Arkansas Bucket List ~Northwest Region

Today we move on to the next state in our Bucket List Series….Arkansas! I have been through and visited Arkansas three different times and have love all of my visits! It’s a beautiful state with lots more to offer than I ever expected. Making these lists as shown me that clearly I need to visit again a few more times!


  • Popeye Statue: Unique statue dedicated to the famous cartoon character.


  • Historic Beaver Bridge: Rare suspension bridge in Arkansas.


  • Crystal Bridges Museum of American Art: I’ve heard so many great things about this beautiful museum.
  • The Walmart Museum: This museum is rather small, but it was so unique to visit and I recommend it to anyone.


  • Buffalo National River: We went hiking along this river in March when it was snowing. It was such a beautiful area.


  • National Commemorative Site: This monument dedicates the first public school to integrate in the south.

Eureka Springs

  • The Great Passion Play: A unique experience held in the summer months.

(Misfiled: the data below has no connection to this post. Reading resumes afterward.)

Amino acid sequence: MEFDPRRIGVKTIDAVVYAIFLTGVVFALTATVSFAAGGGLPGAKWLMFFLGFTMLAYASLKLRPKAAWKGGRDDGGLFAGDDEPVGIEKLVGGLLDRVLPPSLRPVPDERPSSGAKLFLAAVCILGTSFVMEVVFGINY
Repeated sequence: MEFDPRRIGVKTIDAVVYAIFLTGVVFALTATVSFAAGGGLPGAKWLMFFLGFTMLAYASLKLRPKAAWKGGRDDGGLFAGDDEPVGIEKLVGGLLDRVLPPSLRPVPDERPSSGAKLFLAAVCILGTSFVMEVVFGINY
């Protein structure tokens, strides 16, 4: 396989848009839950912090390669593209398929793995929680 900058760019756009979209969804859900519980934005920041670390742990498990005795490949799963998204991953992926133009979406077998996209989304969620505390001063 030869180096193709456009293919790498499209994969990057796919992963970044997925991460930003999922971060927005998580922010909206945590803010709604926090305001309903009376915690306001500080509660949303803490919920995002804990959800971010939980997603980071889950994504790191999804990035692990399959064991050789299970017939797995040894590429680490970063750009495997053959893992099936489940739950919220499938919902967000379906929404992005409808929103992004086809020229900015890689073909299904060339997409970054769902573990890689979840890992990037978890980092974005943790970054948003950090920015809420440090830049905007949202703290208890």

• Botanical Garden of the Ozarks: This botanical garden features 12 themed gardens.
  • Clinton House Museum: Museum found in the Clinton’s first house.

Fort Smith

  • Fort Smith National Historic Park: This park is found on the Arkansas River, with Oklahoma just across the way. I highly suggest planning to spend a lengthy time at this historic site.


  • Withrow Springs State Park: Park that has a beautiful waterfall.


  • Reed Mountain Park, Dam Overlook and River Bluff Nature Trail: Great place for a short hike.


  • Arkansas Historic Wine Museum: I love visiting wineries, so I think visiting a museum dedicated to wine would be fun!
  • Mount Magazine State Park: This park is home to the highest peak in the state.

Pea Ridge

  • Pea Ridge National Military Park: When we visited it was incredibly chilly, so we did most of our viewing from the car, but there were some great scenic overlooks in this mountainous area.


  • Haw Creek Falls Recreation Area: This stream boast hikes along falls.
  • Pedestal Rocks Scenic Area: This area is known for it’s unique rock formations and a waterfall.


  • Daisy Airgun Museum: I figure Andrew would be interested in checking out this museum.